Trials bring out the truth

10 January 1997

Trials bring out the truth

Many seed distributors carry out their own variety trials. What do farmers stand to gain from them?

Robert Harris finds out what one company thinks

UP-TO-DATE, unbiased agronomic information is what Judith Brightman, trials manager for Banks Agriculture, aims to provide.

"We look at a range of new varieties and products in our trials. That helps farmers to make the right choice. They have enough to do without trying to keep up with whats new in the marketplace. We help them to make the right management decisions," she says.

To ensure information is relevant to as many customers as possible, Banks has set up a network of trial sites across its trading area, from Lincs to Wilts, covering a range of soil types, climate, disease and weed pressure.

The main site is at Eynesbury, near Sandy – 12ha (30 acres) on heavy clay and split into three sections. Breeding trials are carried out for several European breeders to screen potential varieties alongside 20-30 commercially available ones. Winter wheat, and both winter and spring varieties of barley, oilseed rape, pulses and linseed are studied.

Contract trials mainly for crop protection companies, but also for fertiliser manufacturers, are also conducted on the site. "This was started seven years ago, but is now expanding rapidly," says Ms Brightman.

The third sector provides a "look see" area where some variety and new product work is repeated for the annual farmer visit. "These particular trials are not used to provide us with yield information, so visitors can get in amongst the plots and inspect them without fear of damaging them," says Ms Brightman.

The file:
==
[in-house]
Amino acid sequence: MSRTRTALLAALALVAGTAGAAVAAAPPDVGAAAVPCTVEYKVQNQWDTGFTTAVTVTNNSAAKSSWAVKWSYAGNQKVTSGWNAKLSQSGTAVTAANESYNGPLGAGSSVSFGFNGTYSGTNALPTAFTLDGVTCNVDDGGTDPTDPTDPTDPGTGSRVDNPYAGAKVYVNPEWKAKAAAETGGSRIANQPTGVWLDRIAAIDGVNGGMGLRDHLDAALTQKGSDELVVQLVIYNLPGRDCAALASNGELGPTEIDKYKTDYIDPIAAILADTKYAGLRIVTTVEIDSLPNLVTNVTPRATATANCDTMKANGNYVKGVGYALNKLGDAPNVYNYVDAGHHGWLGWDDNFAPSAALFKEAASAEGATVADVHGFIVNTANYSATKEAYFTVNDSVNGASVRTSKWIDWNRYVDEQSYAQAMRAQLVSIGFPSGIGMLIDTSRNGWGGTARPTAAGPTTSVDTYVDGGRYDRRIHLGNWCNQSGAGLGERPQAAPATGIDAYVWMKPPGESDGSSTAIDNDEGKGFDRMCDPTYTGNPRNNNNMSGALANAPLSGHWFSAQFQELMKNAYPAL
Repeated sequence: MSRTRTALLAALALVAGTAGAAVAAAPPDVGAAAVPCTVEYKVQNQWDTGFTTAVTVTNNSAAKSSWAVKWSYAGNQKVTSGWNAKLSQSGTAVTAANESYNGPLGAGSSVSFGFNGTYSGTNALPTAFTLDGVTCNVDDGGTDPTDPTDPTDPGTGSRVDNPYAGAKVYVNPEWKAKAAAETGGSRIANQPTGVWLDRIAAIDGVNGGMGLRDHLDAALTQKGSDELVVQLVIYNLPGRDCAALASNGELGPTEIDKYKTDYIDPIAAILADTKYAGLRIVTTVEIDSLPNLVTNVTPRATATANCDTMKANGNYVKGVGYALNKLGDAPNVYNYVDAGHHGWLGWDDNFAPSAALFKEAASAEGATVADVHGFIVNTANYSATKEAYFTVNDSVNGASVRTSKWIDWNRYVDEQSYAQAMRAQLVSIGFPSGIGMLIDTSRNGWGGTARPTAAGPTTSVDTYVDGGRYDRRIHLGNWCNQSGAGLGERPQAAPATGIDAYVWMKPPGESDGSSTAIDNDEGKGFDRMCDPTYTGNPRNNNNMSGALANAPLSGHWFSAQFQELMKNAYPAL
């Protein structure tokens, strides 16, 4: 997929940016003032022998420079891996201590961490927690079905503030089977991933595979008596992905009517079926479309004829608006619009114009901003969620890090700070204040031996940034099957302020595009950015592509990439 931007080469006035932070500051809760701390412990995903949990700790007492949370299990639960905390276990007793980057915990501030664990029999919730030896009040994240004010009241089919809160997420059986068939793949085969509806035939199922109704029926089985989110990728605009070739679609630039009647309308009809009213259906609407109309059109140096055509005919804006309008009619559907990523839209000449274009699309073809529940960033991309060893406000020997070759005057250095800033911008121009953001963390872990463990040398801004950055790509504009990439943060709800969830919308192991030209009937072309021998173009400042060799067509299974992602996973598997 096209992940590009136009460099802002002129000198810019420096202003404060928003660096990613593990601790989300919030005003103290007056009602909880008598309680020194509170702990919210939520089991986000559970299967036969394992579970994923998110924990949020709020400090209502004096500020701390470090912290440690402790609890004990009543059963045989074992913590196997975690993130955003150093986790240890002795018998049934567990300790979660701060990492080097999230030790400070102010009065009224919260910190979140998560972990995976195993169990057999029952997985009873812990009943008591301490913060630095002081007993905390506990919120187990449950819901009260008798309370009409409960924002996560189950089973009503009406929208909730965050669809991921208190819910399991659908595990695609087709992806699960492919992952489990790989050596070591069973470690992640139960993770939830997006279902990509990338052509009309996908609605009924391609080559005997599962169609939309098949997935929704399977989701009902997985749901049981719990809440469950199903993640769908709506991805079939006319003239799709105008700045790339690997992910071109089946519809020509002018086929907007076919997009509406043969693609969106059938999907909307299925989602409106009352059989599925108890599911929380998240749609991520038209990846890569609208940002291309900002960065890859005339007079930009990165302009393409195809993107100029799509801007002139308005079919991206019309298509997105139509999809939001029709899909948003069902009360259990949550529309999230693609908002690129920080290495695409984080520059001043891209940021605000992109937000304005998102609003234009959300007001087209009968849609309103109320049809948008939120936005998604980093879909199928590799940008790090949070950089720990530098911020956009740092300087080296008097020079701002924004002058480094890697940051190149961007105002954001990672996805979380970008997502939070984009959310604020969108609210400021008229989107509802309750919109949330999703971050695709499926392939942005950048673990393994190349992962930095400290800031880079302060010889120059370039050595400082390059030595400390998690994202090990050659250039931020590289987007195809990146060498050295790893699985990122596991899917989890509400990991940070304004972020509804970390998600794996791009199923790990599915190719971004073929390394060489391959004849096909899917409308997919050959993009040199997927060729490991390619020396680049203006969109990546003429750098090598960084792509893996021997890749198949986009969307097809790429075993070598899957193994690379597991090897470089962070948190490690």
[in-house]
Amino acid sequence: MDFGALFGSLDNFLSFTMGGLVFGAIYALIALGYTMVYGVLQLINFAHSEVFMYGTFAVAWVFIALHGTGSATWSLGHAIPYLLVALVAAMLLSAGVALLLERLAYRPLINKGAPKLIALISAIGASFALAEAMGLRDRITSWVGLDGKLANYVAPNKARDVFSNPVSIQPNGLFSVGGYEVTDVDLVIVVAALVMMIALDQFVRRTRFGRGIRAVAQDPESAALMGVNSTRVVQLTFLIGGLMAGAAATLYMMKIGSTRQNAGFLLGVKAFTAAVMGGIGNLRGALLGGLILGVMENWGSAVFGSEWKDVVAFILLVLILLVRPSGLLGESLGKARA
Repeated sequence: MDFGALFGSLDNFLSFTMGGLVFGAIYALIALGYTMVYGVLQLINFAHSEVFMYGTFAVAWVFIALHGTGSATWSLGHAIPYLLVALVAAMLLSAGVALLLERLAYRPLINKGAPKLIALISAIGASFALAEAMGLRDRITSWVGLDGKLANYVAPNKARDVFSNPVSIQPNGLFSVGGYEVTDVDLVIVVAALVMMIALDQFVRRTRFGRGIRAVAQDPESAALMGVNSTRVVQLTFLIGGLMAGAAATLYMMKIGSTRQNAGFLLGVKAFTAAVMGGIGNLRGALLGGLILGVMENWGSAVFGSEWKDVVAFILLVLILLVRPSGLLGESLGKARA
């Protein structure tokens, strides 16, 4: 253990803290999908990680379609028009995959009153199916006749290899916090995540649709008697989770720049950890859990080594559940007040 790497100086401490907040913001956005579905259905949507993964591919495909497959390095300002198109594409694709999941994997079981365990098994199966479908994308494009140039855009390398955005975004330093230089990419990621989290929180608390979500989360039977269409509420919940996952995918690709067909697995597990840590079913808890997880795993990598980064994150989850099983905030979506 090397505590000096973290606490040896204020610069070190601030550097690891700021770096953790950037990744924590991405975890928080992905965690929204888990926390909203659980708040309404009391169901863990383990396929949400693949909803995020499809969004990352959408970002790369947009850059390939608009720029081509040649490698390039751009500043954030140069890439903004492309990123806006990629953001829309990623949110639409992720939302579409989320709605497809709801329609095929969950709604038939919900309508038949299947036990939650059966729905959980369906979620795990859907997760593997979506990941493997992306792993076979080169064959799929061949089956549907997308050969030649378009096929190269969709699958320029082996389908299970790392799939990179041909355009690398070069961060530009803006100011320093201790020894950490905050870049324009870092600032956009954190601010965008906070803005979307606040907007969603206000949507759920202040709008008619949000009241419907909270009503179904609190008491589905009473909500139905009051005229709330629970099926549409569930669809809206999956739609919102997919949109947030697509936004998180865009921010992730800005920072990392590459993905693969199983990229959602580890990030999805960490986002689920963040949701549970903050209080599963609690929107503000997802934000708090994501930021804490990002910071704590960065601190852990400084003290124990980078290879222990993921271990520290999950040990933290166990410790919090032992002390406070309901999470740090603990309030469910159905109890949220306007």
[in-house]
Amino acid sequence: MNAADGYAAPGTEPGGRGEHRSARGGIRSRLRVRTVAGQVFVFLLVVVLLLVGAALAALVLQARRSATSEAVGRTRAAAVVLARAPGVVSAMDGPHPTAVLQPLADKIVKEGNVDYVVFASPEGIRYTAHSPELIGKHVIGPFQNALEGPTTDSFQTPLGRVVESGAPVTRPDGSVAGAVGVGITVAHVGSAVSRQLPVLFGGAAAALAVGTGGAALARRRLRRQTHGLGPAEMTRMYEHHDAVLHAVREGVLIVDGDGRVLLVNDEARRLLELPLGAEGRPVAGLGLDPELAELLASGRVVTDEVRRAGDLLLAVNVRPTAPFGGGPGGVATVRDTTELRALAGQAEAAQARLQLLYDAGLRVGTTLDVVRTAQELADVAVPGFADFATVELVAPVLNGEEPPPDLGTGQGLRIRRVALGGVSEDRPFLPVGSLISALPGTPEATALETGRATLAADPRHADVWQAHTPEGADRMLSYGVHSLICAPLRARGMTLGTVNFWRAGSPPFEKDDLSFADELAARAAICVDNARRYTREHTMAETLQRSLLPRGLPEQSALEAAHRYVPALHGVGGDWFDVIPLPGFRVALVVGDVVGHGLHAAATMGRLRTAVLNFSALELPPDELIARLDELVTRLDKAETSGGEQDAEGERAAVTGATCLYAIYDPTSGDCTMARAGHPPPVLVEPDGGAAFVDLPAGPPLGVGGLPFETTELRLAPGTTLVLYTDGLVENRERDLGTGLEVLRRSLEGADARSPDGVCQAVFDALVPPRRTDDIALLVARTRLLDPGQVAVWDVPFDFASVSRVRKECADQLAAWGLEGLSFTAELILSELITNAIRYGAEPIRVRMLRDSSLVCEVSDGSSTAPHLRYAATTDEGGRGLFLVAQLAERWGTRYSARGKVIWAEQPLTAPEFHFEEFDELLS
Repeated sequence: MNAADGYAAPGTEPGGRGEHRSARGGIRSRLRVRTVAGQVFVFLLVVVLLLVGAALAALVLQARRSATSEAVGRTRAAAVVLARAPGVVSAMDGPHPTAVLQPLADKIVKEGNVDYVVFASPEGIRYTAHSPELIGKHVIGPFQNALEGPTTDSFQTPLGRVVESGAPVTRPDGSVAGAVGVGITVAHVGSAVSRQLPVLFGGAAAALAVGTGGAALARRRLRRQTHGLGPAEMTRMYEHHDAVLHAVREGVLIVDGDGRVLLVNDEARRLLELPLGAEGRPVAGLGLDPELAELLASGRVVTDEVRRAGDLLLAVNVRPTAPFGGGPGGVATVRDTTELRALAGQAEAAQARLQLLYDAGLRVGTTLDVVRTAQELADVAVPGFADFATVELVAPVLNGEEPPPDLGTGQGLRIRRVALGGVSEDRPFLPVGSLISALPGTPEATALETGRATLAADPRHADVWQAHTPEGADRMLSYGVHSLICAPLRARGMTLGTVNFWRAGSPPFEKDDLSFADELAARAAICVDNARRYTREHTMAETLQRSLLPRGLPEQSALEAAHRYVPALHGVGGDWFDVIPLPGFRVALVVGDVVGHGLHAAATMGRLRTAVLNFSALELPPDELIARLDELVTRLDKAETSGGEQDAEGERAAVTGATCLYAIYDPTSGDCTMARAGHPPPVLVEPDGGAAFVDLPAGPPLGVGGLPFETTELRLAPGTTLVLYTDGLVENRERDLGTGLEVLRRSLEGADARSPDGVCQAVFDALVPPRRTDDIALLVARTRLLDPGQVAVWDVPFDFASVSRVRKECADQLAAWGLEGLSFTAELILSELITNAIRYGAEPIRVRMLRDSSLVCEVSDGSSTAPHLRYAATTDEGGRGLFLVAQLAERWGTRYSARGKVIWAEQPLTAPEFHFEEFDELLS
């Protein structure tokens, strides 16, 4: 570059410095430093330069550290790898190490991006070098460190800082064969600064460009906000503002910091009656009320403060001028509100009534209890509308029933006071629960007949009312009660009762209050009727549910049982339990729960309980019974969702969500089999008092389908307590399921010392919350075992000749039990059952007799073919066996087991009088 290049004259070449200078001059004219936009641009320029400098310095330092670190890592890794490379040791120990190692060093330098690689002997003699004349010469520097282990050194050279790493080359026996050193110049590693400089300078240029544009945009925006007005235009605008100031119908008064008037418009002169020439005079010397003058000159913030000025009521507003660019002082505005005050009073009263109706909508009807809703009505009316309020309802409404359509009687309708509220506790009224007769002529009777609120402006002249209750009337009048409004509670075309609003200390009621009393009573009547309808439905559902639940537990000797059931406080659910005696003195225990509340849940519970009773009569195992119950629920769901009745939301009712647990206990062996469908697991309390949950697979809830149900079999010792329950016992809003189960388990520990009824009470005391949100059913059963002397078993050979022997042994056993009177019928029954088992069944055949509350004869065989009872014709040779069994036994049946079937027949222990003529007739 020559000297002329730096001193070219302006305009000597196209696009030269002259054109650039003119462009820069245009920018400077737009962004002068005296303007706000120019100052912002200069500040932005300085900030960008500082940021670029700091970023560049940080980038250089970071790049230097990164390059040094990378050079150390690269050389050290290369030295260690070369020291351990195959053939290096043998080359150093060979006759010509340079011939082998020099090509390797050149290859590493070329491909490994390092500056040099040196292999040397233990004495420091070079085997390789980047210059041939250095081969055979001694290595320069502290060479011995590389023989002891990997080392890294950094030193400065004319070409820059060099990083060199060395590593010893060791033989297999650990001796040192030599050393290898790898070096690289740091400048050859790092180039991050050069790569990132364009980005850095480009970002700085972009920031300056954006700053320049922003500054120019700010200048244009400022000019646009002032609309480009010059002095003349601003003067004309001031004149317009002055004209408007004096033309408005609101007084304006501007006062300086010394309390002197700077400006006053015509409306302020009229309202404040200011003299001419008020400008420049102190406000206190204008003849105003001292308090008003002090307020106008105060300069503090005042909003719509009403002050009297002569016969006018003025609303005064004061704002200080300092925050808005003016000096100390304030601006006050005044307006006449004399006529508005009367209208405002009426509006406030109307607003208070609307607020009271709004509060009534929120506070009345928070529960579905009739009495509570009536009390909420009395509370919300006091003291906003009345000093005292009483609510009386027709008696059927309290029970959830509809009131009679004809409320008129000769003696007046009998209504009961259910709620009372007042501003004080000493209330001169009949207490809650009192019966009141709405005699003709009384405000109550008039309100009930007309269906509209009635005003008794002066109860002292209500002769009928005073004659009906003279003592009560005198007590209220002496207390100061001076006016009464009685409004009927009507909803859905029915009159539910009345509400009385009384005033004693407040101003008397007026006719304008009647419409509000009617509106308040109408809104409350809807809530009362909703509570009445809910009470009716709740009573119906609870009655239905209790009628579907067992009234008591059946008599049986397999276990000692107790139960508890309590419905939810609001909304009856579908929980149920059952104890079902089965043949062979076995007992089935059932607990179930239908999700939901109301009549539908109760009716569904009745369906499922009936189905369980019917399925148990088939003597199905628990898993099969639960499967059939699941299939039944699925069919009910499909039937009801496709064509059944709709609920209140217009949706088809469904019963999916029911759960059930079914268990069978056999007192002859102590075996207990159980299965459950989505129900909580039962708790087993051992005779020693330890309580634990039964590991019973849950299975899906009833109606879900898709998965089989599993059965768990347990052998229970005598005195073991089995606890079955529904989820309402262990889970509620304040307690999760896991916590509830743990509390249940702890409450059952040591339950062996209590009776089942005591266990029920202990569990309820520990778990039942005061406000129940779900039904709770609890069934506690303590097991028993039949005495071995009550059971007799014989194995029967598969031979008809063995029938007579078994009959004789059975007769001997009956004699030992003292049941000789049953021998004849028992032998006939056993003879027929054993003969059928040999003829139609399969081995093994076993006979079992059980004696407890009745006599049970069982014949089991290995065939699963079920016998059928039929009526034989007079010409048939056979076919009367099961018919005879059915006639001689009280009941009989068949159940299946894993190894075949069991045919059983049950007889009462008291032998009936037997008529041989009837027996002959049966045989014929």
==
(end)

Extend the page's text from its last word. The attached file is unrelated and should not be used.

Three more sites are used mainly for farmer demonstrations, although some experimental work is also carried out.

Exning, near Newmarket, is a 0.4ha (1 acre) light, sandy loam location concentrating on malting barley production. "Its in the middle of real malting barley country, so we can grow the crop in a realistic situation," says Ms Brightman. Varieties, fungicides, seed treatments and growth regulators make up the bulk of the work, and trace element experiments will be added this season.

The two other sites, on heavy clay at Sutton St James, near Wisbech, Cambs, and a new one on medium/heavy soils near Woburn, Beds, are more concerned with blackgrass resistance than varietal work, although some is carried out at Wisbech.

Breeding trials to screen potential varieties as well as a wide range of commercially-available ones provide farmers with plenty to think about, says Banks Agricultures trials manager Judith Brightman.

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